But this is where I also see a silver lining if we act now. The focus of woodworking needs to change from focusing on the end product to the actual process. I see Jim Tolpin and Christopher Schwarz as major mover and shakers in the development of this change. Jim Tolpin's latest book, 'The New Traditional Woodworker' is worth the price for just his closing remarks as is Schwarz's latest, 'The Anarchist's Toolchest' for it's overall message.
We need to turn woodworking into an activity at the level of a low impact sport in order to get it to survive the coming generations. Think of golf, mountain biking, playing music or drawing. These activities are done for the enjoyment of the process, not necessarily for the end product. I don't see golfers thinking that what they are doing is producing used score cards to sell. (Well... maybe Tiger Woods...) Unless you accidentally smack your thumb, woodworking is a fantastic low impact workout. We need to convince beginners that the furniture and other things we build are 'bonuses' to the mental dexterity, physical coordination, and sense ofaccomplishment woodworking provides. Take away the tools and techniques designed for mass production in favor of those that make you sweat a little, develop coordination, keep you active, and work mental acuity. Let's treat it like a sport. Woodworking is fun and that is the message that can save it.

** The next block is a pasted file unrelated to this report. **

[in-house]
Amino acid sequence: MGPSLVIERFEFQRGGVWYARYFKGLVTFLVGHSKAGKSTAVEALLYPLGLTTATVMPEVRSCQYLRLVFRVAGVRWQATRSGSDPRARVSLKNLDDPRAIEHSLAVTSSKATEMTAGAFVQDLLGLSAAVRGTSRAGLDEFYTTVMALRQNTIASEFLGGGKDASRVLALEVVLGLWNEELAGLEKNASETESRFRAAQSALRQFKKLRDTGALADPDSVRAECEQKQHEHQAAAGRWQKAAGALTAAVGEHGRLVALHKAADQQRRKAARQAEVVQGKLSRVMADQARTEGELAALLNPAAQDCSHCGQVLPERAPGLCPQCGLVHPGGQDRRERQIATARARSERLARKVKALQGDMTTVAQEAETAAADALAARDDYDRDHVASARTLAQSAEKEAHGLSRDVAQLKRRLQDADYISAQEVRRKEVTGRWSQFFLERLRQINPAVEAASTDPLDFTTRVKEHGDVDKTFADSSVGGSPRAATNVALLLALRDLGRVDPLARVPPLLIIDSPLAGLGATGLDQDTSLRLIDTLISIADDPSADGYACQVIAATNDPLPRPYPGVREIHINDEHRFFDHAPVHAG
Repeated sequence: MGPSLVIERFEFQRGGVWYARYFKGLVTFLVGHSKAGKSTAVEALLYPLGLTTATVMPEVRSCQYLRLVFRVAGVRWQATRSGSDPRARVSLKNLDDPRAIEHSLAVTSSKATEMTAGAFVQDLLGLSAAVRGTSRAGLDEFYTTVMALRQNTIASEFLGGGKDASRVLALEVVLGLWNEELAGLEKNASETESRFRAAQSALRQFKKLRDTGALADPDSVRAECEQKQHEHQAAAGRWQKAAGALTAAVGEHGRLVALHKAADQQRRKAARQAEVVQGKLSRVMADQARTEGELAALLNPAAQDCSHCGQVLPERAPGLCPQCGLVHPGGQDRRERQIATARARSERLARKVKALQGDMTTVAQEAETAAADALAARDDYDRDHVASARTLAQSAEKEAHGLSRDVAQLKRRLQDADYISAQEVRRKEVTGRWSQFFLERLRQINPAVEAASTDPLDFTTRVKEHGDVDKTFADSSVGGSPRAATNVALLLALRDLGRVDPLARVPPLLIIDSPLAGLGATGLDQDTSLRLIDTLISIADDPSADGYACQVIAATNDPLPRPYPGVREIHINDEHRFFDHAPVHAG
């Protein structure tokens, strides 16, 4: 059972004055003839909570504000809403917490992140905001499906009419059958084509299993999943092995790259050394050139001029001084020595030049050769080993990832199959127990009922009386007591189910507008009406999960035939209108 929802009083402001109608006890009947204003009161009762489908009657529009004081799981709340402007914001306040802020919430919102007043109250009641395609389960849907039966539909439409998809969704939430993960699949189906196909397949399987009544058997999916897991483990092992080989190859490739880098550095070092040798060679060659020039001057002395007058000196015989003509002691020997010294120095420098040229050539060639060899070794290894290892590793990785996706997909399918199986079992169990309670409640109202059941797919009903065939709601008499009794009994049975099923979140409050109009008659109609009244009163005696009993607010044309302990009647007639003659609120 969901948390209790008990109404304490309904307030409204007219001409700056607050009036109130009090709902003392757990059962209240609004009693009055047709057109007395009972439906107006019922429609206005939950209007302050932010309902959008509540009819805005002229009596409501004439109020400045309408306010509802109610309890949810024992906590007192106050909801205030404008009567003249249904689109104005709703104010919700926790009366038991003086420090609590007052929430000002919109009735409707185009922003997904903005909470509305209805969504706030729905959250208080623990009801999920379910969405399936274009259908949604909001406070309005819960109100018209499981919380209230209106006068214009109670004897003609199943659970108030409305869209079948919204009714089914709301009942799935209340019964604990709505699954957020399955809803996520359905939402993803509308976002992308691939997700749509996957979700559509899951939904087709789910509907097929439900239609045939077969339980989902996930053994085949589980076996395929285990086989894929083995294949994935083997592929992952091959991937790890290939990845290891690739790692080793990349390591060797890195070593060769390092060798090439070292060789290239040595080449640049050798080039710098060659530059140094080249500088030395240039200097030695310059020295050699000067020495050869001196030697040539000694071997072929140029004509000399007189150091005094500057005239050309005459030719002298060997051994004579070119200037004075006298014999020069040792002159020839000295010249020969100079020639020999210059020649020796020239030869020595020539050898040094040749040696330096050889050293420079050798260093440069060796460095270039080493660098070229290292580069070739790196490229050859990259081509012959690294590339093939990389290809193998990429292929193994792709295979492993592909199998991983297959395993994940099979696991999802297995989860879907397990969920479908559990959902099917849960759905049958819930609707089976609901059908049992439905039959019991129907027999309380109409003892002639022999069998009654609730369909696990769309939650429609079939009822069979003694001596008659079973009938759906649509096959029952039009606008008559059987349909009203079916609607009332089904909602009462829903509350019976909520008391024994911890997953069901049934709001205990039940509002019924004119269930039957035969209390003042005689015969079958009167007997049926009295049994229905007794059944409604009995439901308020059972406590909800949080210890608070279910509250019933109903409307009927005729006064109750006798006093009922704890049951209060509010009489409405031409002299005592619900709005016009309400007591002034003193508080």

We also need to start building the social aspect NOW! As the Baby Boomers retire they are leaving a built in social network. The stereotype is that retiree's immediately go stir crazy upon retirement. They are jonesing for the action and society of the workplace to feed their ego's and build self-esteem. If woodworking can fill that void, become the first withdrawl drug they try, then it will develop a loyalty to the craft that will last.
Now unless some kind of paradigm shifting moment occurs, maybe a big Hollywood movie about the craft, this is going to take work. That work is going to have to come from education in a social medium. I do not believe books, websites or DVD's will accomplish this because they lack the social interaction. Online communities, continuing education courses, woodworking clubs or friends are who need to step up to get the Baby Boomers hooked.
There is a glimmer of hope to save woodworking, but only as a craft, not as a business.
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- Woodworking in America, Retrieved August 8, 2011 from Popular Woodworking: https://www.eiseverywhere.com/
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- University of California, Retrieved August 14, 2011 from Calisphere http://content.cdlib.org/ark:/13030/kt6v19q4h2/